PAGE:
Infectious Disease Travel Considerations
Today's international travelers should make plans in case of exposure to infectious diseases while traveling. An infectious disease is a disease that can be transmitted from one person to another through contact with bodily fluids, contaminated objects or the air. While most COVID-related travel requirements have been lifted, catching COVID or a new variant is still possible and precautions should be considered when traveling abroad.
COVID-19 Travel Considerations
According to the Northwestern’s Immunization Requirements, proof of COVID-19 vaccination is no longer required for non-healthcare Undergraduate, Graduate, Continuing and Professional programs, but is still required for Medical and Healthcare-related programs. While vaccines are not required for most students, being sick while traveling can be inconvenient, expensive and can cause travel delays. Vaccines for COVID-19 are safe, effective and readily available.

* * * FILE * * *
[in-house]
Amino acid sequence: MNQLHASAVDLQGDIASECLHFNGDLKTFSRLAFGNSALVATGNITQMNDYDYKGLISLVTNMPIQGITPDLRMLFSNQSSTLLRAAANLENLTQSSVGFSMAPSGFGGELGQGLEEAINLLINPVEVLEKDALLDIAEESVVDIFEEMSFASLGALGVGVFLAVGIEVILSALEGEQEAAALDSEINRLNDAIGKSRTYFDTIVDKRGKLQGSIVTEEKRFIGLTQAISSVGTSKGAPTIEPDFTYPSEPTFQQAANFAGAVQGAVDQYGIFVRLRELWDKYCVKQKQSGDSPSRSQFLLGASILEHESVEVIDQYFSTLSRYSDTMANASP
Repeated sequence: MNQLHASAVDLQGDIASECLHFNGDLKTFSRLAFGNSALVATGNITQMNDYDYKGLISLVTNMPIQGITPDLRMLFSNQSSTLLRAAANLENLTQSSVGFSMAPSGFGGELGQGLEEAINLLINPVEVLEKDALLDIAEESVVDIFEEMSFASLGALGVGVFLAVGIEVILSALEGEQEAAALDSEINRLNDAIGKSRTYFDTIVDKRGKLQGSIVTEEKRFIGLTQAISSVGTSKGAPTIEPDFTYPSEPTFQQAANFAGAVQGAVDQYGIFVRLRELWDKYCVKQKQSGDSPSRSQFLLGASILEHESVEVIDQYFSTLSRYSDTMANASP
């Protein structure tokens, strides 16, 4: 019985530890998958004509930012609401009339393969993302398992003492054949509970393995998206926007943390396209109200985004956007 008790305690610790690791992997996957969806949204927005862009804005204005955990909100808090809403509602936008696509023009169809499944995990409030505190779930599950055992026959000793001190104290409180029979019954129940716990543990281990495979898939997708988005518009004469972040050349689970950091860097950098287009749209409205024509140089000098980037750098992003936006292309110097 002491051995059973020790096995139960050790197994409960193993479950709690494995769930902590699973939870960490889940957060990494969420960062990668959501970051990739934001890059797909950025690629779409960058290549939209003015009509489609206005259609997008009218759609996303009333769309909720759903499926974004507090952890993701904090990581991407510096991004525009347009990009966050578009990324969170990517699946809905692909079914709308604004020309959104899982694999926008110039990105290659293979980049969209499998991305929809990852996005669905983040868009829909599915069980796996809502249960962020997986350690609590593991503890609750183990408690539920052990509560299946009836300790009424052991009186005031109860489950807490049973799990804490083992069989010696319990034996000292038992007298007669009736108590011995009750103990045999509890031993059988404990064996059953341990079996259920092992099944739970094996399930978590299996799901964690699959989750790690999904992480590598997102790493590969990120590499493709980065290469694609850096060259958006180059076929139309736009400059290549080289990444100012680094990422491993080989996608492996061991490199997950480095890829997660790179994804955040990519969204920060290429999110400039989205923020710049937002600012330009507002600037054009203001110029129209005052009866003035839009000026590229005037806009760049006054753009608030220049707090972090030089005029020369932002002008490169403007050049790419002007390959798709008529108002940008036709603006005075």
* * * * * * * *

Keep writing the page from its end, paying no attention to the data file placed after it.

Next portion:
Masking while traveling internationally is still recommended, especially in crowded or tight spaces with poor ventilation like airplanes or when in close-contact situations like on a train or bus. Read about Masking During Travel from the Centers for Disease Control and Prevention.
If you or someone in your group tests positive for COVID-19 while traveling abroad, the isolation guidelines will vary depending on the specific circumstance of the trip such as the destination, vaccination status of the group and the severity of the student's symptoms. Check with the local health authorities for requirements. If none exist, follow the CDC isolation guidelines. When traveling with students, it is a good idea to have a plan in case a student tests positive which includes where the student will isolate and how the sick student and other members of the group will be monitored.